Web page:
The late Douglas Adams' unstoppably popular 1979 novel, "The Hitchhiker's Guide to the Galaxy" (HG2G), is about, among other things, "The Hitchhiker's Guide to the Galaxy," "one of the most remarkable books ever to come out of the great publishing corporations of Ursa Minor," an idiosyncratic interstellar how-to for those interested in hitching rides on spaceships and generally surviving on 30 Altairian dollars a day. What does it mean when a book about an extraordinary book itself becomes an extraordinary book?

The astonishing success of Adams' novel is both understandable and surprising. (How astonishing? Try 20 million copies astonishing.) He based the first two books (the second is the even better "The Restaurant at the End of the Universe," published a year later) on his successful BBC radio series, and there's something about that medium's disembodied vocalizing that gets carried over into the text, a voice-of-god vibe that allows for gently ironic, smoothly cosmicomic zoom-outs that comment on and complement the various adventures of its main characters: Arthur Dent (seemingly the sole human to survive the destruction of Earth), Ford Prefect ("roving researcher" for the "Guide"), Zaphod Beeblebrox (two-headed, triple-armed president of the galaxy and all-around spaced-out sybarite) and Trillian (née Tricia McMillan, the other persevering homo sapien).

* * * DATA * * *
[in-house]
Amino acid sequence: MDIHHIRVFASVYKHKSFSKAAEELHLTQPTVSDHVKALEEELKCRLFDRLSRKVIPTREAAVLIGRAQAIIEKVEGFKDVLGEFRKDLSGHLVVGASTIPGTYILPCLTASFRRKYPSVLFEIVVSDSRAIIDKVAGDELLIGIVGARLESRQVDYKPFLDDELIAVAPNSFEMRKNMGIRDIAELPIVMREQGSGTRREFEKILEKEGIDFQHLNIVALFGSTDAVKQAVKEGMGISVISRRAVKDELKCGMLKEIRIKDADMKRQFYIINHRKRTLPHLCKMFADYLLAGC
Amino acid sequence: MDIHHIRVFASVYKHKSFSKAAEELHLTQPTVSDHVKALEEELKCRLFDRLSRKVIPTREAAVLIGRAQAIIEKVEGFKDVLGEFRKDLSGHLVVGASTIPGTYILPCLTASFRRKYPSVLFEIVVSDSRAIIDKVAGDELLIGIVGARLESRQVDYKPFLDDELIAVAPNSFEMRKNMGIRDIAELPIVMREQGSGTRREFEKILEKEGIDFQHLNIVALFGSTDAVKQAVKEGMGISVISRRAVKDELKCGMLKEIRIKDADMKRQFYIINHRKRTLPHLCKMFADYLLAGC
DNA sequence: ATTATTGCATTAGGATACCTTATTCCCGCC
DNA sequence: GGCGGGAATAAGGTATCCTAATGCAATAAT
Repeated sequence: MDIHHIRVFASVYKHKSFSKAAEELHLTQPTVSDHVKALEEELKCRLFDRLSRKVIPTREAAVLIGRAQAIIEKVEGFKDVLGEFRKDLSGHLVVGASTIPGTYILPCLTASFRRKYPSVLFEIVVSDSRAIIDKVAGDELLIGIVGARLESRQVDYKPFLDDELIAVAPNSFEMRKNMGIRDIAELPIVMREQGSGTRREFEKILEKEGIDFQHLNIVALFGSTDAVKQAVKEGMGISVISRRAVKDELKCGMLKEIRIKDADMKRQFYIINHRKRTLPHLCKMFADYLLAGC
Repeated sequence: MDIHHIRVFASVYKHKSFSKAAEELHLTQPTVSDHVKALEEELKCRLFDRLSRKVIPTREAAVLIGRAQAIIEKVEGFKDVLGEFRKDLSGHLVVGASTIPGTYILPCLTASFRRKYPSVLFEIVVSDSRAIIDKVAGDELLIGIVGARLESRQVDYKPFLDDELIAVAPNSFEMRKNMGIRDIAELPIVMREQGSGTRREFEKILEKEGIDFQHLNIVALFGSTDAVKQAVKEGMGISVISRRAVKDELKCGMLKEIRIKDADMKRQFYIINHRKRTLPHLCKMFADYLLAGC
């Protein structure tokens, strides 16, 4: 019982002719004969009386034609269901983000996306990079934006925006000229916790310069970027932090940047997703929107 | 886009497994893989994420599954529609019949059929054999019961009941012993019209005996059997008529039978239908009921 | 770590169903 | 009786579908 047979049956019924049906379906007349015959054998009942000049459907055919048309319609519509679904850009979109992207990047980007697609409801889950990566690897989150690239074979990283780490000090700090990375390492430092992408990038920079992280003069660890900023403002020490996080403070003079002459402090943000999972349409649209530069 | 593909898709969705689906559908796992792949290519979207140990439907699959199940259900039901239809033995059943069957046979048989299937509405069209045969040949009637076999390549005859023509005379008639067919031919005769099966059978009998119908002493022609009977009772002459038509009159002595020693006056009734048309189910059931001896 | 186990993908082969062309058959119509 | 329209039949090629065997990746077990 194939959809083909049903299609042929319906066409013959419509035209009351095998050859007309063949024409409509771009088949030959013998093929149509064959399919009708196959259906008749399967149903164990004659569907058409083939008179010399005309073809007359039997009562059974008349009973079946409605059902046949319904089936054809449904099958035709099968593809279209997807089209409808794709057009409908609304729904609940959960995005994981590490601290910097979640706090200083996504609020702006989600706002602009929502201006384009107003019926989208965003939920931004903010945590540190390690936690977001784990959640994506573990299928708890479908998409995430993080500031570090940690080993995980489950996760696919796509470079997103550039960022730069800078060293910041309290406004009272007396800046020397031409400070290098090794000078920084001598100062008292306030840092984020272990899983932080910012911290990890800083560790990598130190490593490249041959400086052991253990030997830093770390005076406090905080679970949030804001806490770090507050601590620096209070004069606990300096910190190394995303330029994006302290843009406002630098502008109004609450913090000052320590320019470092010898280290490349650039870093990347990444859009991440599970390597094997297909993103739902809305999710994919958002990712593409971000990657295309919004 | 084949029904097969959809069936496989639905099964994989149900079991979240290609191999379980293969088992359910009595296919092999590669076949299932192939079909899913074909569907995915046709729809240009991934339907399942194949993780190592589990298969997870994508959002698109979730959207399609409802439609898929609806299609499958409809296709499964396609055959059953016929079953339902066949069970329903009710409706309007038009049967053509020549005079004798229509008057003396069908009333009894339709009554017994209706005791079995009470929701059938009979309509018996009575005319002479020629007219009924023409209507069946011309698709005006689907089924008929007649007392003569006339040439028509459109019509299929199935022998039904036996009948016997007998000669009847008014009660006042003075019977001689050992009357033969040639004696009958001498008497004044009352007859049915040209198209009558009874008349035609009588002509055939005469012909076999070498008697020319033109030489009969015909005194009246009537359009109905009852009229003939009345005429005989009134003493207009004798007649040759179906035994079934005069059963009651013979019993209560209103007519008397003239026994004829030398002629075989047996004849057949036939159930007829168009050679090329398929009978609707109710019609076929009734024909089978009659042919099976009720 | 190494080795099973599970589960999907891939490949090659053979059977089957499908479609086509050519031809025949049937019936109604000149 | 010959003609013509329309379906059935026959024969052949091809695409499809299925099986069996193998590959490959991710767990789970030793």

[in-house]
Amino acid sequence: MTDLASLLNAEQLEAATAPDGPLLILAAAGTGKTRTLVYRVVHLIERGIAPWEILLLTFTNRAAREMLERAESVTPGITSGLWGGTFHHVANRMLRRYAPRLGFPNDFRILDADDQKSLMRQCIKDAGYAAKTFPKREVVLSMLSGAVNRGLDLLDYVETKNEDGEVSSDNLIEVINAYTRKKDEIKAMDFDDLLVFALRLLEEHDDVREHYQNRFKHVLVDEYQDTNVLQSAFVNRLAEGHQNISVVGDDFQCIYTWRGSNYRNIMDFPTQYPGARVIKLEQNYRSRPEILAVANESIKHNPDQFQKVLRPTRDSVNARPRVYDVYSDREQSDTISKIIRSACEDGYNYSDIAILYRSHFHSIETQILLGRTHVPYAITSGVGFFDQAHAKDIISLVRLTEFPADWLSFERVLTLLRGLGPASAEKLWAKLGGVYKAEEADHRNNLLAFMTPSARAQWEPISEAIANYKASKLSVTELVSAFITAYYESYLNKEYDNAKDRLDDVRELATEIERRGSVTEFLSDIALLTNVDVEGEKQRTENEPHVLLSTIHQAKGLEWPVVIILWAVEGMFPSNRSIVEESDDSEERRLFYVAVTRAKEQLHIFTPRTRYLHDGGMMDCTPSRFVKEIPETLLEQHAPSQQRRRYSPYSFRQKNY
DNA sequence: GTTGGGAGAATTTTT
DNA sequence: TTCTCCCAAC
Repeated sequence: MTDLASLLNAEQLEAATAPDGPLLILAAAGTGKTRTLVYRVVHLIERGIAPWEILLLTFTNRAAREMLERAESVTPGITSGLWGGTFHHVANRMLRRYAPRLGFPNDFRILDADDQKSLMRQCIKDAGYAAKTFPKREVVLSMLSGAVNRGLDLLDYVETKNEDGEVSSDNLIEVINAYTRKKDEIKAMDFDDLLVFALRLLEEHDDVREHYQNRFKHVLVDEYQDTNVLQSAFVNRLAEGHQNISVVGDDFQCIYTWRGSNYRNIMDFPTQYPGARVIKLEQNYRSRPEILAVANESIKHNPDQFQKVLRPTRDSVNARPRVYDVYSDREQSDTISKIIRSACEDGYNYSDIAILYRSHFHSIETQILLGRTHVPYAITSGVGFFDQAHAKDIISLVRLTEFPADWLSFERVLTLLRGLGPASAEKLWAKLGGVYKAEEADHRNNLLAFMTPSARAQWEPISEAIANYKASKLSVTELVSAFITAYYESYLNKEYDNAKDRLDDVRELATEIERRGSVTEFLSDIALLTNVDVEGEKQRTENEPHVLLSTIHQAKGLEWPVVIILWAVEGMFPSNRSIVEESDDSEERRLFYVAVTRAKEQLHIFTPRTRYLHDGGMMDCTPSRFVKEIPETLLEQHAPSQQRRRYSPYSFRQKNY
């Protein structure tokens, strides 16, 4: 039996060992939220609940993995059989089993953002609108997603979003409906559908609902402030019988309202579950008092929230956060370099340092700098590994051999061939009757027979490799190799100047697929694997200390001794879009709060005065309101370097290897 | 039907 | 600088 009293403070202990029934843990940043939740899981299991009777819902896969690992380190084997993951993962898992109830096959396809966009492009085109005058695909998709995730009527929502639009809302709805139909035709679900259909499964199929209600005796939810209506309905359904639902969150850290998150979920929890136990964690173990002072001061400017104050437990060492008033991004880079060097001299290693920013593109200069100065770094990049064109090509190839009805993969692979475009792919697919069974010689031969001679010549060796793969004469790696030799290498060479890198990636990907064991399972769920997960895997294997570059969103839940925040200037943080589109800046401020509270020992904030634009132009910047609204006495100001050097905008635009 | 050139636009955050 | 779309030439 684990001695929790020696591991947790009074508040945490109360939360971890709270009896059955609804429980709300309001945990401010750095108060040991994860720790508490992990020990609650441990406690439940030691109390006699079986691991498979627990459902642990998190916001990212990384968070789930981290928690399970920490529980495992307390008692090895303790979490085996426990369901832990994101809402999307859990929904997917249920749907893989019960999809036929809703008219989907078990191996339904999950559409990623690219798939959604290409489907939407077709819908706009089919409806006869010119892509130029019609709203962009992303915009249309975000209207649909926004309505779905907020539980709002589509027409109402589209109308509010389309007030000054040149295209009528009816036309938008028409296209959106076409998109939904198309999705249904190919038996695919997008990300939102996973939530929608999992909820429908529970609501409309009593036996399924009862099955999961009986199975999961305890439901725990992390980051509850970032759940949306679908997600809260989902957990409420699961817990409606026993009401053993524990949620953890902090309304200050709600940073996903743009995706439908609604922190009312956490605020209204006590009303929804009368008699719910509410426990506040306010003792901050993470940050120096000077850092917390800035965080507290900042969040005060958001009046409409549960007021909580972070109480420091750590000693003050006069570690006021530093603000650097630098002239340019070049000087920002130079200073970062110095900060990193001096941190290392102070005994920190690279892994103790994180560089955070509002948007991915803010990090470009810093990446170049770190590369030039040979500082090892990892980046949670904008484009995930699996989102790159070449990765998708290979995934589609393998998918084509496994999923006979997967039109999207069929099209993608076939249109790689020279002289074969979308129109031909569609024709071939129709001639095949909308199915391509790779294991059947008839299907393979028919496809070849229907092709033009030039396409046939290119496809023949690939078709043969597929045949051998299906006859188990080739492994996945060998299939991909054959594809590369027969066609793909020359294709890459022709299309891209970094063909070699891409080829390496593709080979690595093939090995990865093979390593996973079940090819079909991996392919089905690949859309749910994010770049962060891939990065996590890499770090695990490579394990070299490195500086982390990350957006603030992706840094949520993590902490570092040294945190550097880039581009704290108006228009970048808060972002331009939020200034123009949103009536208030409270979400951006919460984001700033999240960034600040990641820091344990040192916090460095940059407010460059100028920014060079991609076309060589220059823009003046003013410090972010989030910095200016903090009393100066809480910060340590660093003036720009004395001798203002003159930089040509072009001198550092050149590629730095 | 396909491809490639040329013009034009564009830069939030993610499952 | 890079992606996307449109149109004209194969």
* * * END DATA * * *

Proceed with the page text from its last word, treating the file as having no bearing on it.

Adding to the addictive fun is the "Jabberwocky" approach to alien names and linguistics (most potently in the sample of Vogon poetry -- the third worst in the universe), and last but not least Adams' uncanny ability to mint T-shirt-ready phrases, dream up unforgettable metaphors: The Babel fish (a creature that, when put in the ear, allows you to understand any language, as the thing feeds off incoming brain waves and excretes information into your brain); "Don't panic" (the HG2G's motto); the importance of carrying a towel; the cosmic import of the phrase "We apologize for the inconvenience"; 42 (the surprisingly terse answer to the meaning of life, the universe, and everything); Deep Thought (the supercomputer built to calculate the question to the meaning of life, the universe, and everything); and a handful more.

I love how the description of the Guide itself, 30 years on, sounds infinitely less fantastic:

"[Ford Prefect] had a device that looked rather like a largish electronic calculator. This had about a hundred tiny flat press buttons and a screen about four inches square on which any one of a million 'pages' could be summoned at a moment's notice. It looked insanely complicated, and this was one of the reasons why the snug plastic cover it fitted into had the words DON'T PANIC printed on it in large friendly letters. . . . The reason why it was published in the form of a micron sub meson electronic component is that if it were printed in normal book form, an interstellar hitchhiker would require several inconveniently large buildings to carry it around in."

This description, written back when a line about humans being "so amazingly primitive they still think digital watches are a pretty neat idea" would feel au courant, now easily conjures a hand-held device, something like a Kindle crossed with a Blackberry.